A heavy time of teaching and prep – I’ve been called to do Jury Service in a week or so – has kept me away from the blog. My stats have been pretty healthy though thanks to my little video contribution to the Carnival of journalism – a video guide to video strategy.
The response has been pretty uniform – this is funny because it’s true.
I’m two parts happy with that because it proves I’m not just imagining the issues. But I’m two parts sad because it proves we still have a way to go.
Of course the videos tale the piss out of the implementation of the strategies rather than the strategies themselves. That’s what is frustrating. There are fundamentally good, proven reasons why each of these strategies (or a mix) will work, it all depends on how they are applied.
In an excellent ‘rebuttal’, Cyndy Green has her own low-fi response.
I couldn’t disagree with anything in that film. The key is the way the thing is sold.
I suppose the biggest illustration of this is not what’s in my videos but what isn’t. The films have no dialogue. There is script but no conversation. The voice dictates to the journalist.
Sad isn’t it that, given the tacit understanding that radical change in our industry is the move from lecture to conversation, we don’t communicate effectively internally.
So here is a script. Perhaps you’d like to pass it on to your manager and you can role play it.
Scene 1: Mangers and journalists/photographers (journographers) have walked out of a seminar on ‘web awareness’ where a web savvy journo/manager/reader has been showing employees some neat things on the web they may have missed as they are up to their eyes in deadlines for copy.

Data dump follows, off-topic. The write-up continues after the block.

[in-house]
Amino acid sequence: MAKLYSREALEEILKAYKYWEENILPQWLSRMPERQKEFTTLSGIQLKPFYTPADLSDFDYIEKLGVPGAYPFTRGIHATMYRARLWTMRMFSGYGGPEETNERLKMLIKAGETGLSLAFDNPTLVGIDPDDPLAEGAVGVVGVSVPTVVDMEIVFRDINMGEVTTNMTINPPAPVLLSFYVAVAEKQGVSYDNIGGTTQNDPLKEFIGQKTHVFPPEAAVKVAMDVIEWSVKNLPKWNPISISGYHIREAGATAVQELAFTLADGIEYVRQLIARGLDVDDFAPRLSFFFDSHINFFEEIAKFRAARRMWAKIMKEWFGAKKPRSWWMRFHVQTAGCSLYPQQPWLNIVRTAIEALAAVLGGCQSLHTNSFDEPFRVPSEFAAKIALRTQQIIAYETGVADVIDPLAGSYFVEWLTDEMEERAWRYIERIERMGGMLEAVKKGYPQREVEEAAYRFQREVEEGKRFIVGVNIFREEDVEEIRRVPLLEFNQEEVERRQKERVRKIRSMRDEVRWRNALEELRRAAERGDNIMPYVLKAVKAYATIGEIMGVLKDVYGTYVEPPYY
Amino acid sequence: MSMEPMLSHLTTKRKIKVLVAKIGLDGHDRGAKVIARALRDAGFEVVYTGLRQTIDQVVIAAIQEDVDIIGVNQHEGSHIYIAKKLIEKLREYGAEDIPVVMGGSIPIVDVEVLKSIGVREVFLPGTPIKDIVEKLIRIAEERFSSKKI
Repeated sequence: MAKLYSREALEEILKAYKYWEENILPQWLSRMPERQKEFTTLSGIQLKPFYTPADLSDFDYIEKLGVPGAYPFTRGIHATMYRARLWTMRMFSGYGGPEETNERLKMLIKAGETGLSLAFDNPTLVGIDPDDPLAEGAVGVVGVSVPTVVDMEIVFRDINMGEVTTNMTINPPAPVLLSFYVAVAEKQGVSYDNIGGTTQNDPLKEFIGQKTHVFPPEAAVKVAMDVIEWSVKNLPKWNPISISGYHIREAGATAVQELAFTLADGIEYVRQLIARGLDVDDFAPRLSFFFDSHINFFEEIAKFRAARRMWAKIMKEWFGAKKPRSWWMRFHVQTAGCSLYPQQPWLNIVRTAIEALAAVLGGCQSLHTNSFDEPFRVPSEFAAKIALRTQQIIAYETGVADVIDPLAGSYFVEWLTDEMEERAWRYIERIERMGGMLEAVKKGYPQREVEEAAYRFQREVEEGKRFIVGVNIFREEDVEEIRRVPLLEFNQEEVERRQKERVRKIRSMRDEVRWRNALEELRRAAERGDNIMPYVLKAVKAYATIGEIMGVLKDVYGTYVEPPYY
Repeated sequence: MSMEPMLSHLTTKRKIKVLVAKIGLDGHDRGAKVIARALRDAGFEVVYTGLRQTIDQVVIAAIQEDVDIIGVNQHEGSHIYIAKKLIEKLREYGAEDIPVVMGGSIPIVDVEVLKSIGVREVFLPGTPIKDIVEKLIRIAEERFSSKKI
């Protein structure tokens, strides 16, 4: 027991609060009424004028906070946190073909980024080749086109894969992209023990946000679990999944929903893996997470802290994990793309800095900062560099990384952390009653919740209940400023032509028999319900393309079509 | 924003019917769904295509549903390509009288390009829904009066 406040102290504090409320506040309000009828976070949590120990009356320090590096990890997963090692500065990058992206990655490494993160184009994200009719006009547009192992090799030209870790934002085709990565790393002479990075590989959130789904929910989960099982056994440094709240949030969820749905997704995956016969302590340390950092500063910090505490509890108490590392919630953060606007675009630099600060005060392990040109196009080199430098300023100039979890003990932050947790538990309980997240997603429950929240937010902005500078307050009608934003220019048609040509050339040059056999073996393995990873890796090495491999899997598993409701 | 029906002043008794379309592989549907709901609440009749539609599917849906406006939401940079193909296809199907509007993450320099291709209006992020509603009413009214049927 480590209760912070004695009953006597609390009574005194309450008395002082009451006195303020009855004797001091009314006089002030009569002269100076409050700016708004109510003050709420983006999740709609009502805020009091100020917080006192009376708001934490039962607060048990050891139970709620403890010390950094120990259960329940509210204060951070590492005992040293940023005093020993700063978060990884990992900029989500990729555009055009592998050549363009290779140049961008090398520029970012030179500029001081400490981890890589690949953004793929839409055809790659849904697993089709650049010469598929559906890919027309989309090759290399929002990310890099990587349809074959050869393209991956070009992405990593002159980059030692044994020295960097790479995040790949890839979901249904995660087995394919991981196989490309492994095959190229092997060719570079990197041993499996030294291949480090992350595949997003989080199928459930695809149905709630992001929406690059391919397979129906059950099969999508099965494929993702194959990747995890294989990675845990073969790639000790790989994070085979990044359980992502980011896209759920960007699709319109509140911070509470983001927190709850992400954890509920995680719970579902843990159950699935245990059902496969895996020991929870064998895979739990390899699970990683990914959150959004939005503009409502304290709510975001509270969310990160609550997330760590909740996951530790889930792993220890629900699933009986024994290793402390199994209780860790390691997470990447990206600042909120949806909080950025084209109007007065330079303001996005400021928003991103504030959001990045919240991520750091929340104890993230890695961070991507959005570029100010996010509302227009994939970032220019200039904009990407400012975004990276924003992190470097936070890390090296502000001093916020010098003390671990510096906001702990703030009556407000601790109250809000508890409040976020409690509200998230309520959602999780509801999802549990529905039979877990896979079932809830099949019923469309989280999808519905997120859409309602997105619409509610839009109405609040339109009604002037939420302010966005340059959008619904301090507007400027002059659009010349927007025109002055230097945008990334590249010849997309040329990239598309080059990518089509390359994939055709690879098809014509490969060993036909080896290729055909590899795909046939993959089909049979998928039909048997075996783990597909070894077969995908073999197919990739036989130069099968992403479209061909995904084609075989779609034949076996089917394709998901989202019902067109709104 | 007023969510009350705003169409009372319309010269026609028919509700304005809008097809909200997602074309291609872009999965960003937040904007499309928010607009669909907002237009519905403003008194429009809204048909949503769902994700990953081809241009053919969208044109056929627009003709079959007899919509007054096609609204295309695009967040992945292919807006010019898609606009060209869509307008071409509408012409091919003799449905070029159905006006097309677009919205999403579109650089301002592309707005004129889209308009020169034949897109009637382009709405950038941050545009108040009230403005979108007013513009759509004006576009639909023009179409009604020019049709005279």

Manager – that video thing is pretty exciting isn’t it?
Journographer – yeah, but looks tricky. Might be cool though.
Manger: Could make us some money. Why don’t I use my 20% time to look at some similar set ups and how they are doing it and you do the same.
Journographer – yeah, why not.
Scene 2: The manager and journographer have got together a few days later. They are round a computer looking at some of the sites they found.
Journographer: It’s exciting stuff but it could be time consuming. Some places are doing this point and shoot stuff as a quick way of getting it off the ground.
Manager – yeah, but what about the quality?
Journographer – Good point but it seems the high end kit is still pricey and takes a long time to learn.
Manager: Hmmm. I know. I just don’t think we can wait to get that amount of money cleared…What about if try the point and shoot thing and see if we can get a sponsor. If it works then we can look at investing more.
Journographer: Sounds good. I think there are one or two others who have been doing the slideshow thing who will be up for having a go at something else.
Manager: Great. Look, I know it’s a bit more work. But if you can get a couple of people together I will see if we can find a video person to come in and spend half-a-day with you.
Journographer: OK. Let’s give it a go.
Okay, so it’s all a bit rose tinted. But is that kind of conversation so difficult? Don’t make me make another video…
Geek note: For those who are interested the vid’s where made with my storyboard moleskine, my Sony Cybershot stills camera, Photoshop (to crop and tweak), FC Express to edit the images together and Garageband to add the spot effects and music. Then Visuahub to convert to a format for Youtube
Oh, and many, many thanks for the complimentary comments. Much appreciated.